And though I wasn’t a fan-boy of the oWOD I can’t find the Atlantean rewrite of the one WW game I liked, MAGE, to have any charm or appeal. The metaphysics of old MAGE was as juvenile as Ken makes it sound but it did allow for a wild and wooly and above all optimistic feel in the heyday of the old line. White Wolf of course decided this was not a good thing and injected more angst into it. And I gave up on them at that point.

    • Lisa Padol says:

      My problem with new Mage was that I couldn’t read it. I’m not talking about writing quality here — the combination of the text and background hurt my eyes and gave me headaches.

  5. Whether you think of it well or ill, much of the legislative paralysis of the US Senate comes from rules that worked reasonably well when the members of its gaming community thought of them as a shared agreement in which to move play forward, but have proven to be almost completely unworkable in the hands of power-gamers. (Although even as I write that, the idea that Mitch McConnell is more of a “power-gamer” Majority Leader than LBJ was strikes me as risable. But I think even LBJ would have blanched at some of the pure obstructionism that the current Senate is experiencing.)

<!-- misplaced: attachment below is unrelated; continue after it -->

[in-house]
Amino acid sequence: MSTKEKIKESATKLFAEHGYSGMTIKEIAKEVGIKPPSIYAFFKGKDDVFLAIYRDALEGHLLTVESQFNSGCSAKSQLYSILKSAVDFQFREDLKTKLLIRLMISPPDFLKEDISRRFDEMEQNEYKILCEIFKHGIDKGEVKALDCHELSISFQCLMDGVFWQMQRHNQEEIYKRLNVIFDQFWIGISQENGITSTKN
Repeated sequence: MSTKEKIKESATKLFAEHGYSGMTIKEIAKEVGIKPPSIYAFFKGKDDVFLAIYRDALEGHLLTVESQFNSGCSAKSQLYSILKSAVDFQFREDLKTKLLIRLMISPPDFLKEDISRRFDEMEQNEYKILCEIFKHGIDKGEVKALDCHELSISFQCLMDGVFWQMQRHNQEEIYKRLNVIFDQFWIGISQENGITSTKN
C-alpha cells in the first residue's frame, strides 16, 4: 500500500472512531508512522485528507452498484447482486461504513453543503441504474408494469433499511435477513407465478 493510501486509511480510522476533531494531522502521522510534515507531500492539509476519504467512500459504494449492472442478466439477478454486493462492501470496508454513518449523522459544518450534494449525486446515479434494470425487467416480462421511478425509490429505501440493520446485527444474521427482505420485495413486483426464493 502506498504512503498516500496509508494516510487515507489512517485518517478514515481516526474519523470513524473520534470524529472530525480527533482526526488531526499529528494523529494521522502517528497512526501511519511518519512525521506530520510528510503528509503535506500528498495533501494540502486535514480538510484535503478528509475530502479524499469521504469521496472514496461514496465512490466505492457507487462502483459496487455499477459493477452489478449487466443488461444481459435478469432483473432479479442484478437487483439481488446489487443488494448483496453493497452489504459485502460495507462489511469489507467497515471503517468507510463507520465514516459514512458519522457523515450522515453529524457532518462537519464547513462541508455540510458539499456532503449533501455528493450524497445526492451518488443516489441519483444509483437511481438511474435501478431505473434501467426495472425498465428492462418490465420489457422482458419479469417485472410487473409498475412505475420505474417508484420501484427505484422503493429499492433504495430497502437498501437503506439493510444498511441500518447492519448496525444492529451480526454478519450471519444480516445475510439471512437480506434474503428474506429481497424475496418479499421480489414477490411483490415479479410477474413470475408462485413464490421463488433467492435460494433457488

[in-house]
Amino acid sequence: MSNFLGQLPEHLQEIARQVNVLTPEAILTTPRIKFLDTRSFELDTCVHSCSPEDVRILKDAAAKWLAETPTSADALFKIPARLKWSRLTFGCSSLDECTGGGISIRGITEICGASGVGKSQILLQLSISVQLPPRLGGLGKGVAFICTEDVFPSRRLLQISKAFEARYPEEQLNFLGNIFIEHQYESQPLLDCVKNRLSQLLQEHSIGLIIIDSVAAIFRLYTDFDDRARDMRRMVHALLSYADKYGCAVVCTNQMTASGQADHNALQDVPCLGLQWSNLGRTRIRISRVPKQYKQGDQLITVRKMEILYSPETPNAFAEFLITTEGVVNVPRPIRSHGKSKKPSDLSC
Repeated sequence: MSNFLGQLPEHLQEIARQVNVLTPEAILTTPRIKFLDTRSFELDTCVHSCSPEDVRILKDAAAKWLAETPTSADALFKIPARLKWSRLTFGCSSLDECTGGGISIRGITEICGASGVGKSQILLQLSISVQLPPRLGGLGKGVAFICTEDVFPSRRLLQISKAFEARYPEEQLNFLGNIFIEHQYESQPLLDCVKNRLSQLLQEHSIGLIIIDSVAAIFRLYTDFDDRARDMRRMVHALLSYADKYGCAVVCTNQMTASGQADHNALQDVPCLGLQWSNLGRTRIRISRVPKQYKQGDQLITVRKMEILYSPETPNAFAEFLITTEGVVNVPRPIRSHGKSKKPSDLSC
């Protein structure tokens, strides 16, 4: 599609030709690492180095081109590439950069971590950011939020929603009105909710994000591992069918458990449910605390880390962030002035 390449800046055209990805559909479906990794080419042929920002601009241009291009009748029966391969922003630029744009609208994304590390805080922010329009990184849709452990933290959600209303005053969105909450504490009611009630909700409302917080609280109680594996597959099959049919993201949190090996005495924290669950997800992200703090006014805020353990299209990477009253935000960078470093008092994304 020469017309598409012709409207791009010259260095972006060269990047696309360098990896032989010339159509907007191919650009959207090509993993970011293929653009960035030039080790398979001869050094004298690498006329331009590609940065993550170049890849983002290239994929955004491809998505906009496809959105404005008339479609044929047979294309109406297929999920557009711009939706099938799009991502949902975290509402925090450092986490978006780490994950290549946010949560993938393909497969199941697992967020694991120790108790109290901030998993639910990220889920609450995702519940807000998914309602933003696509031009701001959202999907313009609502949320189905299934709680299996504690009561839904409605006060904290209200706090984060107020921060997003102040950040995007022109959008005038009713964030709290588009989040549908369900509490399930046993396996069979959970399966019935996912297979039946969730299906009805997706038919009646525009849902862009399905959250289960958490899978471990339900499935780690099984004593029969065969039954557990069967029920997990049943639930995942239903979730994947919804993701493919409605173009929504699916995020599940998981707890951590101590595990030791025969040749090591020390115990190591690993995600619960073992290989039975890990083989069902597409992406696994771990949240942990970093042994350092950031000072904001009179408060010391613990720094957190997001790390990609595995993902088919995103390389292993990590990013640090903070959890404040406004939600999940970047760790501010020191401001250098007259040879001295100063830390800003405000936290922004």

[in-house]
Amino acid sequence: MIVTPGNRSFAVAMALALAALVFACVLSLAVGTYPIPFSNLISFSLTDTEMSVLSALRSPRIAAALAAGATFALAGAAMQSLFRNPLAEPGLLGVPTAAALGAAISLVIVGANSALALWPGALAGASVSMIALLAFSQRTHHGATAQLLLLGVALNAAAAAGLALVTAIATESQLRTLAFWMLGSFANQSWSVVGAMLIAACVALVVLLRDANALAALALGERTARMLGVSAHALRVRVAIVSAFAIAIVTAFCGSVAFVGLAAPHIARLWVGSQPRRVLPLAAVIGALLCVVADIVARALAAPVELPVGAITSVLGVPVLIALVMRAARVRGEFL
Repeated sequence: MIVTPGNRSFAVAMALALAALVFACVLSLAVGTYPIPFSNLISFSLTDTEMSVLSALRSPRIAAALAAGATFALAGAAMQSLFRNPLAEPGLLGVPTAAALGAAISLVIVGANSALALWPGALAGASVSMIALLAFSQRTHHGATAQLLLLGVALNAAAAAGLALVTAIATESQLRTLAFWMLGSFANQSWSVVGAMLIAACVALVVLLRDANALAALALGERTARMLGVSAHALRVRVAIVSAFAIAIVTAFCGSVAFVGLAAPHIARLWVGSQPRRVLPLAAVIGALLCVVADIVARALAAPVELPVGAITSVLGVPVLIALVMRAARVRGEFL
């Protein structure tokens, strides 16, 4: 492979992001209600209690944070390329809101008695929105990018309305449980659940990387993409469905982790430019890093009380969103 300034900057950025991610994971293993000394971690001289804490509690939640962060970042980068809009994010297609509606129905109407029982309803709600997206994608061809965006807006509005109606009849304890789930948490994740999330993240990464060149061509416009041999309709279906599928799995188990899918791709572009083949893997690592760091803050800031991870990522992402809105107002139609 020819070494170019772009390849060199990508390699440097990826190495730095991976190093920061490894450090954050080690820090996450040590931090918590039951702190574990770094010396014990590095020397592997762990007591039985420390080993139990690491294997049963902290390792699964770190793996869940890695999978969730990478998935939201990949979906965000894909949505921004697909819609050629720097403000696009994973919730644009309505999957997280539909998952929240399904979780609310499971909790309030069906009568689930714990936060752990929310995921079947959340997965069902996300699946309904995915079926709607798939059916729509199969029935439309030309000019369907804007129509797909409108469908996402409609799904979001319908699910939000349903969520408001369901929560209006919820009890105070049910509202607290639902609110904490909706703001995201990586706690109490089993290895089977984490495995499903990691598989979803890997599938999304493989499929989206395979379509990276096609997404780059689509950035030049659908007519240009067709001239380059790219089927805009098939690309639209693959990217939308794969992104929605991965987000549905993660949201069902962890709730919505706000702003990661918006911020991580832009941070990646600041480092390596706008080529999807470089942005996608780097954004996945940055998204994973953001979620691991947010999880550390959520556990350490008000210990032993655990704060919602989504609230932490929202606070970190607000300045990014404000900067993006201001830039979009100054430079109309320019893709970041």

Actually, what a lot of rules–both gaming and political–remind me of a sketch from an early episode of MadTV: It starts as a parody of gritty prison films with the Struther Martin-ish warden carefully explaining that there’s no way out. Then he points to the wide-open, unguarded gate off the main exercise yard. “We’re going to say that gate is ‘off limits’,” he says, with big air quotes for emphasis.

  6. have an Ask-Ken-and-Robin unrelated to any of the topics of this week’s episode:

    What RPG would you recommend for a group of players almost, but not completely, unfamiliar with RPGs? 15 years ago, I said that the answer was the first edition Star Wars game–simple mechanics, familiar setting, and lots of advice for new gamemasters. But I’m sure something else has come along that would be better.

    (Yes, I am actually capable of talking about games, not just carping about politics!)

    • Brian says:

      Some of us actually use topics like this in our games. After all the show is about stuff, not necessarily just RPG stuff.

  7. Lisa’s last name is pronounced pretty similiarly to “paddle”, not the more Polish (and probably etymologically more accurate) one used on the show.